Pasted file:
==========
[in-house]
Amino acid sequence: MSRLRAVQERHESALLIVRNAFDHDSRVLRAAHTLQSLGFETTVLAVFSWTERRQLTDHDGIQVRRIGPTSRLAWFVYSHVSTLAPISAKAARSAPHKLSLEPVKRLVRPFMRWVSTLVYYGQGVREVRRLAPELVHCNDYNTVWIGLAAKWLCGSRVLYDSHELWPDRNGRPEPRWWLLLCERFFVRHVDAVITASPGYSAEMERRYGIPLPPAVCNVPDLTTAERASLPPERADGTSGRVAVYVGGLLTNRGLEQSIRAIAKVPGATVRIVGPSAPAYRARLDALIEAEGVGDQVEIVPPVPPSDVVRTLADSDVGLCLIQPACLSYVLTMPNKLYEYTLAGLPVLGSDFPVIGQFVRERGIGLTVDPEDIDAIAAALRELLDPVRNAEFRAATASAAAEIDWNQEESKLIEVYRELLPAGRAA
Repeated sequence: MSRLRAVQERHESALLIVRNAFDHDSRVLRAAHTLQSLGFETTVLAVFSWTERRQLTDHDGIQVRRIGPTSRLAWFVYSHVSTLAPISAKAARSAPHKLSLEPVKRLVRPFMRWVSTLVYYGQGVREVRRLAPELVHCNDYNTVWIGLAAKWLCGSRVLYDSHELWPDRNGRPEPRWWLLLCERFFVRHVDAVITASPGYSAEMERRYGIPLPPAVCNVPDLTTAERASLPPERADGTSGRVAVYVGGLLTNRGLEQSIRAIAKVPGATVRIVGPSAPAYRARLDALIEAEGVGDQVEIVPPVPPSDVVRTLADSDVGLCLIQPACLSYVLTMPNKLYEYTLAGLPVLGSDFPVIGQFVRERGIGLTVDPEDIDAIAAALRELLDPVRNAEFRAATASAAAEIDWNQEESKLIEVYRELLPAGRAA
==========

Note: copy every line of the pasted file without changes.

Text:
[in-house]
Amino acid sequence: MSRLRAVQERHESALLIVRNAFDHDSRVLRAAHTLQSLGFETTVLAVFSWTERRQLTDHDGIQVRRIGPTSRLAWFVYSHVSTLAPISAKAARSAPHKLSLEPVKRLVRPFMRWVSTLVYYGQGVREVRRLAPELVHCNDYNTVWIGLAAKWLCGSRVLYDSHELWPDRNGRPEPRWWLLLCERFFVRHVDAVITASPGYSAEMERRYGIPLPPAVCNVPDLTTAERASLPPERADGTSGRVAVYVGGLLTNRGLEQSIRAIAKVPGATVRIVGPSAPAYRARLDALIEAEGVGDQVEIVPPVPPSDVVRTLADSDVGLCLIQPACLSYVLTMPNKLYEYTLAGLPVLGSDFPVIGQFVRERGIGLTVDPEDIDAIAAALRELLDPVRNAEFRAATASAAAEIDWNQEESKLIEVYRELLPAGRAA
Repeated sequence: MSRLRAVQERHESALLIVRNAFDHDSRVLRAAHTLQSLGFETTVLAVFSWTERRQLTDHDGIQVRRIGPTSRLAWFVYSHVSTLAPISAKAARSAPHKLSLEPVKRLVRPFMRWVSTLVYYGQGVREVRRLAPELVHCNDYNTVWIGLAAKWLCGSRVLYDSHELWPDRNGRPEPRWWLLLCERFFVRHVDAVITASPGYSAEMERRYGIPLPPAVCNVPDLTTAERASLPPERADGTSGRVAVYVGGLLTNRGLEQSIRAIAKVPGATVRIVGPSAPAYRARLDALIEAEGVGDQVEIVPPVPPSDVVRTLADSDVGLCLIQPACLSYVLTMPNKLYEYTLAGLPVLGSDFPVIGQFVRERGIGLTVDPEDIDAIAAALRELLDPVRNAEFRAATASAAAEIDWNQEESKLIEVYRELLPAGRAA